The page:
2:20 pm - Single-Molecule Recognition of Biomolecular Interactions in Proteins via Kelvin Probe Force Microscopy
Gregory Peters, Senior Capstone Seminar
Protein kinases are responsible for controlling many of the important biological processes of life. Despite their importance, the functionality of most of these kinases is still a mystery. By studying the biomolecular interactions of protein kinases, the information gained can be used to develop new strategies for drug design and development. Kelvin probe force microscopy (KPFM) is a technique used to distinguish surface potential of a substrate on a surface. By attaching a protein to a conductive surface, KPFM can detect the proteins surface charges and changes due to binding of a substrate can be monitored. The measured surface potentials allow for quantitative descriptions of the proteins ability to interact with other molecules. KPFM was used to characterize three different model proteins: lysozyme, cytochrome c, and chymotrypsin, then protein kinase A was analyzed and characterized. KPFM could distinguish the different surface potentials of the proteins at the single molecule level. This study shows KPFM as a potential tool that can be used to further our understanding of molecular interactions and open up new pathways for the design and development of therapeutics.
2:55 pm - Improving Luminescent Solar Concentrator Efficiency Using Doped Nanocrystals and Ligand Exchange
Toriana Vigil, Senior Capstone Seminar
Luminescent Solar Concentrators (LSCs) are an innovative solar technology that can be paired with traditional photovoltaic solar cells for photo-catalysis. The functional unit of LSCs are the embedded dyes, which absorb sunlight and then luminesce. The emitted light then propagates throughout the device by wave-guiding and can be collected at the edges. For utmost efficiency, nanocrystal quantum dots can be used as the dye. We are postulating potential improvements in LSC efficiency through the use of elongated Mn-doped ZnSe/ZnS nanocrystals. As doped nanocrystals, our Mn:ZnSe/ZnS quantum dots will likely have a large effective Stokes’ shift, which has been shown to increase LSC performance. The elongated shape of these nanocrystals will allow for them to be aligned within the polymer matrix of an LSC, potentially reducing scattering and escape cone losses. To further improve efficiency, we are also examining the exchange of native nanocrystal ligands with novel methacrylate ligands in order to increase solubility of the nanocrystals in the LSC matrix. Thus far, Mn:ZnSe/ZnS quantum dots with exchanged ligands are a promising dye for increasingly efficient LSCs.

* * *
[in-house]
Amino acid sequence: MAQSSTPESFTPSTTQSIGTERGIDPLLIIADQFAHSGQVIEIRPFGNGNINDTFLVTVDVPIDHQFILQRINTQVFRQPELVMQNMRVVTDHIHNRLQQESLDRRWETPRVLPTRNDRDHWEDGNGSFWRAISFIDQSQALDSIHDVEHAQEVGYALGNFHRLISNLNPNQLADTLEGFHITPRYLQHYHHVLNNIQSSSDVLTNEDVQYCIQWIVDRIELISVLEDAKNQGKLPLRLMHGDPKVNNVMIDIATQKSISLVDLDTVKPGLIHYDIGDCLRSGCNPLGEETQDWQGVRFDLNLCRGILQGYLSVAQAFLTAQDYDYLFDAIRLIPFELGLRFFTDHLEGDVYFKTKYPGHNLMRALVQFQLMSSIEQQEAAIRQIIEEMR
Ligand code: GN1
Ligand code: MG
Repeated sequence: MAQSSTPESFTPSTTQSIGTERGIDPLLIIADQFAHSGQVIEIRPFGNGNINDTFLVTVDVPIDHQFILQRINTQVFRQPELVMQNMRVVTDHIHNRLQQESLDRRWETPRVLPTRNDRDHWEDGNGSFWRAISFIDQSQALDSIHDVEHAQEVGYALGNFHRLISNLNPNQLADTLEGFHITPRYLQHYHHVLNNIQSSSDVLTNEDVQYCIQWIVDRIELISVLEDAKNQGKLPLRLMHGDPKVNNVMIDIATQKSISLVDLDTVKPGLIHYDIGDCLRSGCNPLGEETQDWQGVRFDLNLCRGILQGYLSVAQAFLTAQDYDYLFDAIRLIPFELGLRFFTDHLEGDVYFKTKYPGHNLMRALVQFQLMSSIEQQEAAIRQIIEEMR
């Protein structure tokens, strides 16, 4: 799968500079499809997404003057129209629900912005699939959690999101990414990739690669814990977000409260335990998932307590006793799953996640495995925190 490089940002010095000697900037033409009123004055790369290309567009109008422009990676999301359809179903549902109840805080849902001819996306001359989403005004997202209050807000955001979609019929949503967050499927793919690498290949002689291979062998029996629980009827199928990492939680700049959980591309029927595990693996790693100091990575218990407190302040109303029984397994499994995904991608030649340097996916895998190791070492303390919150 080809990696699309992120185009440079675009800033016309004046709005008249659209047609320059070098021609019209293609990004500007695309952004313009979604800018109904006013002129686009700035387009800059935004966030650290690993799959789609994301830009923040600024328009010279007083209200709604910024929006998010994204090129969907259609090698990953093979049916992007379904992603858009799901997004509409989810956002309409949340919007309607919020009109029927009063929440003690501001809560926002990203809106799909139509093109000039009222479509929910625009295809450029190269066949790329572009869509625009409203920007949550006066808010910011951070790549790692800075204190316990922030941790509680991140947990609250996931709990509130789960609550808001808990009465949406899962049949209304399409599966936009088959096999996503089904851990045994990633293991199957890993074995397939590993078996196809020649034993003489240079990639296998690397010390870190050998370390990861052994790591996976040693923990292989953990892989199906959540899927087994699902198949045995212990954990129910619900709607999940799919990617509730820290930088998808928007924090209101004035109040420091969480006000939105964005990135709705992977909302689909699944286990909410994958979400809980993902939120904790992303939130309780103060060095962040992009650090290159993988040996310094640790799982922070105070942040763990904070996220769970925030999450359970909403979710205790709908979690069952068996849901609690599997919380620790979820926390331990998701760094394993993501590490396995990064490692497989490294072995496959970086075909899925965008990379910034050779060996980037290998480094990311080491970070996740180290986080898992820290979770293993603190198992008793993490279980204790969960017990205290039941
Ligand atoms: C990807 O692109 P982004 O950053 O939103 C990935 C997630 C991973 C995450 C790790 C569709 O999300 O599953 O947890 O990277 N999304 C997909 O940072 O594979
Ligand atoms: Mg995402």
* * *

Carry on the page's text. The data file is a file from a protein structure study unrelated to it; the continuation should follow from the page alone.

3:30 - 4:00 pm - Departmental Group Photo (Morken Atrium) and Liquid Nitrogen Dippin' Dots Preparation
4:00 pm - Keynote Speaker (Morken Center for Learning and Technology 103):
Capstone Keynote: Applied Chemistry in Renewable Energies and Nanoparticle Synthesis
Eric Brauser, Ph.D., (and PLU ’10), TerraPower
A recent economic downturn in traditional hydrocarbon-based fuels has widened the door for the development of alternative energy technologies. The energy sector has witnessed record development in research and applied technology, but continues to face economic and technologic barriers. High-temperature geothermal systems require in-depth characterization prior to development, which is difficult to obtain due to their hostile environments. Novel solar farms are proposing the use of molten salts to act as energy storage medium, but have difficulty managing their highly corrosive properties. These, and other ambitious and large-scale engineering projects, require contributions from multidisciplinary teams to overcome complex technical challenges. Today’s young chemists have the opportunity to provide innovative solutions in fundamental science, optimization, and scale up of next generation alternative energy technologies. I will discuss some recent projects and challenges in alternative energy generation, emphasizing the contribution of chemists and chemical engineers. Finally, I will share my own research on fundamental aspects of quantum dot nanocrystal synthesis, and some of their potential applications in alternative energy.